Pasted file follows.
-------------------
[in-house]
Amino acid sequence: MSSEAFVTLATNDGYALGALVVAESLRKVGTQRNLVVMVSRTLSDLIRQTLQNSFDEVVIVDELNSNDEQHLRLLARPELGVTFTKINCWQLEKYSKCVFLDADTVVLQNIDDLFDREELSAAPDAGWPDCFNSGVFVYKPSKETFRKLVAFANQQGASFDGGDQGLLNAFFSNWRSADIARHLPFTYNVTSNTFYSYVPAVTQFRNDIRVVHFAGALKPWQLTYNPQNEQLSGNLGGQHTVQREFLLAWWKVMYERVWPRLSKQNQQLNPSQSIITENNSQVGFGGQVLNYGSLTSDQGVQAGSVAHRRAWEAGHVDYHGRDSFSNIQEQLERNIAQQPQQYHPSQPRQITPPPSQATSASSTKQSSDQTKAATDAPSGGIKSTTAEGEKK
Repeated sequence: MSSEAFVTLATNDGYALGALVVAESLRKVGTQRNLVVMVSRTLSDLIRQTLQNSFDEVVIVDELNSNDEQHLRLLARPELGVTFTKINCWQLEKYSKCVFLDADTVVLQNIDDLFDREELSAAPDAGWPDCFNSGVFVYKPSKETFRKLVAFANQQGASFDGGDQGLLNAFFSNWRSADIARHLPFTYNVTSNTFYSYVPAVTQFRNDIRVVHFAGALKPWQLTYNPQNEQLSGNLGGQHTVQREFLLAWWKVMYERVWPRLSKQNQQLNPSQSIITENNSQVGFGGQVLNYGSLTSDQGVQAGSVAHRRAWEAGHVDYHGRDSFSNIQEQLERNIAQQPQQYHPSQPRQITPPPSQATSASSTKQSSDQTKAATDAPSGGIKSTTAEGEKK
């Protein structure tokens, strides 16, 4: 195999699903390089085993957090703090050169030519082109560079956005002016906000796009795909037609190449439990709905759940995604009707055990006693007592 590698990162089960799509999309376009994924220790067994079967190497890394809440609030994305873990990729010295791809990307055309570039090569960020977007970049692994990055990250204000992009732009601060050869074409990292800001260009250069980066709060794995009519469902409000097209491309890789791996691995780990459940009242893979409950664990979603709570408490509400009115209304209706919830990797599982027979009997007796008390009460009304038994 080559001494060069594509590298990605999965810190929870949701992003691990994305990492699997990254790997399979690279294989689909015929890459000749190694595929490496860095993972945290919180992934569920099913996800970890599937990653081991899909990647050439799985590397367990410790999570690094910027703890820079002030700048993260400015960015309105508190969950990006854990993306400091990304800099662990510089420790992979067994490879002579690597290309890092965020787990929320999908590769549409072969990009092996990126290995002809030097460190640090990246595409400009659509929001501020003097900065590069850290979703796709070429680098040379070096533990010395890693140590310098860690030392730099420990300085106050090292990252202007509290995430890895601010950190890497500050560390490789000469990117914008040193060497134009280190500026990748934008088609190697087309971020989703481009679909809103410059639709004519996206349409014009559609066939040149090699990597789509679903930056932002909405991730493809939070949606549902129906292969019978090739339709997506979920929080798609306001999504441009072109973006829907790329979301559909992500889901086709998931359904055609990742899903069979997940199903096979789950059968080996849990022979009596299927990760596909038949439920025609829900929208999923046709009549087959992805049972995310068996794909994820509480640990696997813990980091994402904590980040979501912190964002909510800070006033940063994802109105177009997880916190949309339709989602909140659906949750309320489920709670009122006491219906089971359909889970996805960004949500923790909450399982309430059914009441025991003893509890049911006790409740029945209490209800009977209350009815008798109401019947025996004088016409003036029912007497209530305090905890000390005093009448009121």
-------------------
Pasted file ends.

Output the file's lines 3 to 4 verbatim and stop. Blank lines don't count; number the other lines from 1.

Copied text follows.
Repeated sequence: MSSEAFVTLATNDGYALGALVVAESLRKVGTQRNLVVMVSRTLSDLIRQTLQNSFDEVVIVDELNSNDEQHLRLLARPELGVTFTKINCWQLEKYSKCVFLDADTVVLQNIDDLFDREELSAAPDAGWPDCFNSGVFVYKPSKETFRKLVAFANQQGASFDGGDQGLLNAFFSNWRSADIARHLPFTYNVTSNTFYSYVPAVTQFRNDIRVVHFAGALKPWQLTYNPQNEQLSGNLGGQHTVQREFLLAWWKVMYERVWPRLSKQNQQLNPSQSIITENNSQVGFGGQVLNYGSLTSDQGVQAGSVAHRRAWEAGHVDYHGRDSFSNIQEQLERNIAQQPQQYHPSQPRQITPPPSQATSASSTKQSSDQTKAATDAPSGGIKSTTAEGEKK
């Protein structure tokens, strides 16, 4: 195999699903390089085993957090703090050169030519082109560079956005002016906000796009795909037609190449439990709905759940995604009707055990006693007592 590698990162089960799509999309376009994924220790067994079967190497890394809440609030994305873990990729010295791809990307055309570039090569960020977007970049692994990055990250204000992009732009601060050869074409990292800001260009250069980066709060794995009519469902409000097209491309890789791996691995780990459940009242893979409950664990979603709570408490509400009115209304209706919830990797599982027979009997007796008390009460009304038994 080559001494060069594509590298990605999965810190929870949701992003691990994305990492699997990254790997399979690279294989689909015929890459000749190694595929490496860095993972945290919180992934569920099913996800970890599937990653081991899909990647050439799985590397367990410790999570690094910027703890820079002030700048993260400015960015309105508190969950990006854990993306400091990304800099662990510089420790992979067994490879002579690597290309890092965020787990929320999908590769549409072969990009092996990126290995002809030097460190640090990246595409400009659509929001501020003097900065590069850290979703796709070429680098040379070096533990010395890693140590310098860690030392730099420990300085106050090292990252202007509290995430890895601010950190890497500050560390490789000469990117914008040193060497134009280190500026990748934008088609190697087309971020989703481009679909809103410059639709004519996206349409014009559609066939040149090699990597789509679903930056932002909405991730493809939070949606549902129906292969019978090739339709997506979920929080798609306001999504441009072109973006829907790329979301559909992500889901086709998931359904055609990742899903069979997940199903096979789950059968080996849990022979009596299927990760596909038949439920025609829900929208999923046709009549087959992805049972995310068996794909994820509480640990696997813990980091994402904590980040979501912190964002909510800070006033940063994802109105177009997880916190949309339709989602909140659906949750309320489920709670009122006491219906089971359909889970996805960004949500923790909450399982309430059914009441025991003893509890049911006790409740029945209490209800009977209350009815008798109401019947025996004088016409003036029912007497209530305090905890000390005093009448009121």